EU set to cap emission allowances from 2013
The European Commission today adopted a decision which determines for the first time a ceiling or 'cap' on the number of emission allowances that will be available under the EU Emissions Trading System (EU ETS) in 2013, the first year of the 2013-2020 trading period.
This has been done in line with the provisions of the revised Emissions Trading Directive, which applies to the 2013-2020 trading period. The cap for the year 2013 has been determined at 1.927 billion (the precise figure is 1,926,876,368). It has been calculated on the basis of a formula which applies a 1.74% annual reduction in allowances below the average yearly total allocated through Member States' national allocation plans in the 2008-2012 trading period. The application of this reduction each year to 2020 and beyond will result in a 21% fall in emissions from the 2005 level by 2020.
The cap announced today is not definitive as it reflects the current rather than the future scope of the EU ETS. An adjusted cap taking into account the inclusion in the EU ETS from 2013 of new sectors (e.g. aluminium) and gases (e.g. nitrous oxide) is due to be published in September 2010. In addition, the 2013 cap for the aviation sector, which will join the EU ETS in 2012, will be determined in a separate decision.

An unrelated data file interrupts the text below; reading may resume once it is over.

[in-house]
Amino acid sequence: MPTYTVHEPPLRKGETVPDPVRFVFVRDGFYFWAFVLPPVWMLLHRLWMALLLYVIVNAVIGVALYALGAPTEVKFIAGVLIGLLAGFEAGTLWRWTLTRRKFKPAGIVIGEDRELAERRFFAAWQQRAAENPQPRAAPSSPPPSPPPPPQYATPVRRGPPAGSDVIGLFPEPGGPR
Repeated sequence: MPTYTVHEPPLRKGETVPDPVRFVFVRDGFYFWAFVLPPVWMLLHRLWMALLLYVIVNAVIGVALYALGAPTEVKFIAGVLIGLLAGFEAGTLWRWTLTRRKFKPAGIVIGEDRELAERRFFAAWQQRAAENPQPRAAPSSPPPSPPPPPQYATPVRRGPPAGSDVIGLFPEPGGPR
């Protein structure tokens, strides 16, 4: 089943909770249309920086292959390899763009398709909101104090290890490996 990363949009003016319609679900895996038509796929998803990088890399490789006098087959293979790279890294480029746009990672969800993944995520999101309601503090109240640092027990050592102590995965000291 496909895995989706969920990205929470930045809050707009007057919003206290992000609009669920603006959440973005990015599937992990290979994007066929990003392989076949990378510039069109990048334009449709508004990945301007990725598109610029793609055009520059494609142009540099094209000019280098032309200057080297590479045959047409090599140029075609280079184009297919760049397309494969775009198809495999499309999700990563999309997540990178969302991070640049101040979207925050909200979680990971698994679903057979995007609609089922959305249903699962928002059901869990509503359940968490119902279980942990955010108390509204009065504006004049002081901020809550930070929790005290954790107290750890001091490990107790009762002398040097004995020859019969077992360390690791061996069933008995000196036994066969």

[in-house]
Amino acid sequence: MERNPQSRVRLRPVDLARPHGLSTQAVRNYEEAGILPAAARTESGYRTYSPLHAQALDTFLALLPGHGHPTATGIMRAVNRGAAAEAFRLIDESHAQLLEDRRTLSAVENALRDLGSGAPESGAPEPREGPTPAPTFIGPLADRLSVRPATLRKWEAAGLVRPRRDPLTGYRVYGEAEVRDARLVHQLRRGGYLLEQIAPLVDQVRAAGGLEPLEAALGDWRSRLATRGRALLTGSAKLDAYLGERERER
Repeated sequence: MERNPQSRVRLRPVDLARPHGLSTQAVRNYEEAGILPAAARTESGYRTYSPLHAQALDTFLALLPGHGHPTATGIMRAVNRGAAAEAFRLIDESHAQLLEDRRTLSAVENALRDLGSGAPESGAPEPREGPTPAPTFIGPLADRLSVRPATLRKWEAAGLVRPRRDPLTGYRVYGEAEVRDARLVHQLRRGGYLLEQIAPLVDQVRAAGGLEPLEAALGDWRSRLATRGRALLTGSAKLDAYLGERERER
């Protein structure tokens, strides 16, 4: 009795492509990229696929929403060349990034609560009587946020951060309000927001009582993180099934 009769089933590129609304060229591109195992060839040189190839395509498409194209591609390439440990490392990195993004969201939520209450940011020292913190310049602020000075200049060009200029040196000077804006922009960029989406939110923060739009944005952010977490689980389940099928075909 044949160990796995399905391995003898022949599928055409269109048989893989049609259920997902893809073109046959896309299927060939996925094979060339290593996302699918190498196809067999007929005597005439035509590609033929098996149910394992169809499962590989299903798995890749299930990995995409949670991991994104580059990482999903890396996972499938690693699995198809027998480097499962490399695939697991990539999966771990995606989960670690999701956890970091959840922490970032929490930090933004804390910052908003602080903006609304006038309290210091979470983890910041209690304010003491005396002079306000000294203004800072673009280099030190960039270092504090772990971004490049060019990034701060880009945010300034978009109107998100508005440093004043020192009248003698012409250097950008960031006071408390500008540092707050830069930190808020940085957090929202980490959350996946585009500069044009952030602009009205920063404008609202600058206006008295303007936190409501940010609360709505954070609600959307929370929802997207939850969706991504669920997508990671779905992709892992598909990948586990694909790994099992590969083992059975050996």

The ceiling has been set on the basis of the 2009 climate and energy package of legislation, which requires a 20% cut in EU greenhouse gas emissions by 2020 from 1990 levels. The cap would need to be revised if a decision were taken to increase the emission reduction target to 30%, as the EU has committed to do if other major economies agree to take on their fair share of a global emissions reduction effort.
Commissioner for Climate Action, Connie Hedegaard said: "The EU Emissions Trading System ETS is the world's largest greenhouse trading system for CO2 and a cornerstone in the fight against climate change. The ETS is key to meeting the EU's ambitious emission reduction targets for 2020, which we have set at 20% and might increase when the time and conditions are right. Today's decision is the first step toward determining a community wide cap on allowances that will replace the current system of 27 national caps. An EU-wide cap that decreases annually provides market operators with a long-term perspective and the necessary predictability on which they can base decisions to invest in emission reductions and in green technologies."